by Bill McBride on 7/29/2011 11:35:00 AM
Friday, July 29, 2011
According to the Bureau of Economic Analysis (BEA), real GDP is still below the pre-recession peak. The estimate for real GDP in Q2 (2005 dollars) is $13,270.1 billion, still 0.4% below the $13,326 billion in Q4 2007.
The following graph is constructed as a percent of the previous peak. This shows when GDP has bottomed - and when GDP has returned to the level of the previous peak. If the indicator is at a new peak, the value is 100%.
At the worst point, real GDP was off 5.1% from the 2007 peak. Since the most common definition of a depression is a 10%+ decline in real GDP, the 2007 recession was not a depression. Note: There is no formal definition of a depression. Some people use other definitions such as the duration below the previous peak. By that definition, using both GDP and employment, this seems like the "Lesser depression", but not by the common definition.
Click on graph for larger image in graph gallery.
This graph is for real GDP through Q2 2011 and shows real GDP is still 0.4% below the previous pre-recession peak.
Note: There are really two measures of GDP: 1) real GDP, and 2) real Gross Domestic Income (GDI). The BEA will release GDI with the 2nd GDP estimate.
The following graph shows the rolling 4 quarter contribution to GDP from residential investment, equipment and software, and nonresidential structures. This is important to follow because residential investment tends to lead the economy, equipment and software is generally coincident, and nonresidential structure investment trails the economy.
For the following graph, red is residential, green is equipment and software, and blue is investment in non-residential structures. The usual pattern - both into and out of recessions is - red, green, blue.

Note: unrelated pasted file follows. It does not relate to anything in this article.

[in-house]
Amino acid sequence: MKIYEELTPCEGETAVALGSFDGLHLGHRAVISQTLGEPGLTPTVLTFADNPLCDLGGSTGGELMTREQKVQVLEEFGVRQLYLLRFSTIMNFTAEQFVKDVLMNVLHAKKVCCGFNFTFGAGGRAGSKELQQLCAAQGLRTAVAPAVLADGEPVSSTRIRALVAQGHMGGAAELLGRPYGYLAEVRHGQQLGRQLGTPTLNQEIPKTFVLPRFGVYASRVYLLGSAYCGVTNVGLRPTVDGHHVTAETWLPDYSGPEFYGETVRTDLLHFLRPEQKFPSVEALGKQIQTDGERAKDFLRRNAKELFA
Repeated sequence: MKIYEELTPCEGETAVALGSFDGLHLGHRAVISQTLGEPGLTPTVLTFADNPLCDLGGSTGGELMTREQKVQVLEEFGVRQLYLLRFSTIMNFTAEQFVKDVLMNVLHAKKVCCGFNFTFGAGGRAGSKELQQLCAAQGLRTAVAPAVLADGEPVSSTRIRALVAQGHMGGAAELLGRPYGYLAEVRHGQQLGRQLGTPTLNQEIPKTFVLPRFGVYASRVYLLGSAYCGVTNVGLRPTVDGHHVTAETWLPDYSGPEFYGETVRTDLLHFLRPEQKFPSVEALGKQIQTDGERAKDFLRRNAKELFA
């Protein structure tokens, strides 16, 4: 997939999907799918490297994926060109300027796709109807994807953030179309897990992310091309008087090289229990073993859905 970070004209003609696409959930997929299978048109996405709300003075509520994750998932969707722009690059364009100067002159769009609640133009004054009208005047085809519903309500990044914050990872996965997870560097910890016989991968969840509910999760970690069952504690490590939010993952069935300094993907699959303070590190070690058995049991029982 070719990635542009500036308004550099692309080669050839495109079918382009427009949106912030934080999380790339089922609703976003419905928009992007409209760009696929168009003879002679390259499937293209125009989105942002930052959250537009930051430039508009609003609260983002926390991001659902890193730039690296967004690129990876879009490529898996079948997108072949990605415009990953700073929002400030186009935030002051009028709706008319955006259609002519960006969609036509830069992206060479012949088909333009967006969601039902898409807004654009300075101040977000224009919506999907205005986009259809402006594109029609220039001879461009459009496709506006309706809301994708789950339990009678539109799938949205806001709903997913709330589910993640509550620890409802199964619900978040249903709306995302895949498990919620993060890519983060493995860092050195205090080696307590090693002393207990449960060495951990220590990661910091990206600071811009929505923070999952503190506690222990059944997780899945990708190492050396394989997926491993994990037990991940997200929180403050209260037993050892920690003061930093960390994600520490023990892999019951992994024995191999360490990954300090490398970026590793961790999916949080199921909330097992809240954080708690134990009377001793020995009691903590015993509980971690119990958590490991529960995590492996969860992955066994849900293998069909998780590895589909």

Residential Investment (RI) made a positive contribution to GDP in Q2 2011, however the four quarter rolling average is still negative. The rolling four quarter average for RI will probably turn positive in Q3.
Equipment and software investment has made a significant positive contribution to GDP for eight straight quarters (it is coincident).
The contribution from nonresidential investment in structures was positive in Q2. Nonresidential investment in structures typically lags the recovery, however investment in energy and power is masking weakness in office, mall and hotel investment (the underlying details will be released next week).
The key leading sector - residential investment - has lagged this recovery because of the huge overhang of existing inventory. Usually RI is a strong contributor to GDP growth and employment in the early stages of a recovery, but not this time - and this is a key reason why the recovery has been sluggish so far.
Residential Investment (RI) increased slightly in Q2, and as a percent of GDP, RI is just above the record low set last quarter.
I'll break down Residential Investment (RI) into components after the GDP details are released this coming week. Note: Residential investment (RI) includes new single family structures, multifamily structures, home improvement, broker's commissions, and a few minor categories.
I expect RI to increase in 2011 and add to both GDP and employment growth - for the first time since 2005 (even with the weak first half, this appears correct).
The last graph shows non-residential investment in structures and equipment and software.
Equipment and software investment has been increasing sharply, however investment growth only increased in Q2 at a 5.7% annualized rate - the slowest rate since investment declined in Q2 2009.
Non-residential investment in structures increased in Q2, and is just above the record low. I'll add details for investment in offices, malls and hotels next week.
• Advance Estimate: Real Annualized GDP Grew at 1.3% in Q2
• Real GDP still below Pre-Recession Peak, Chicago PMI declines, Consumer Sentiment Weak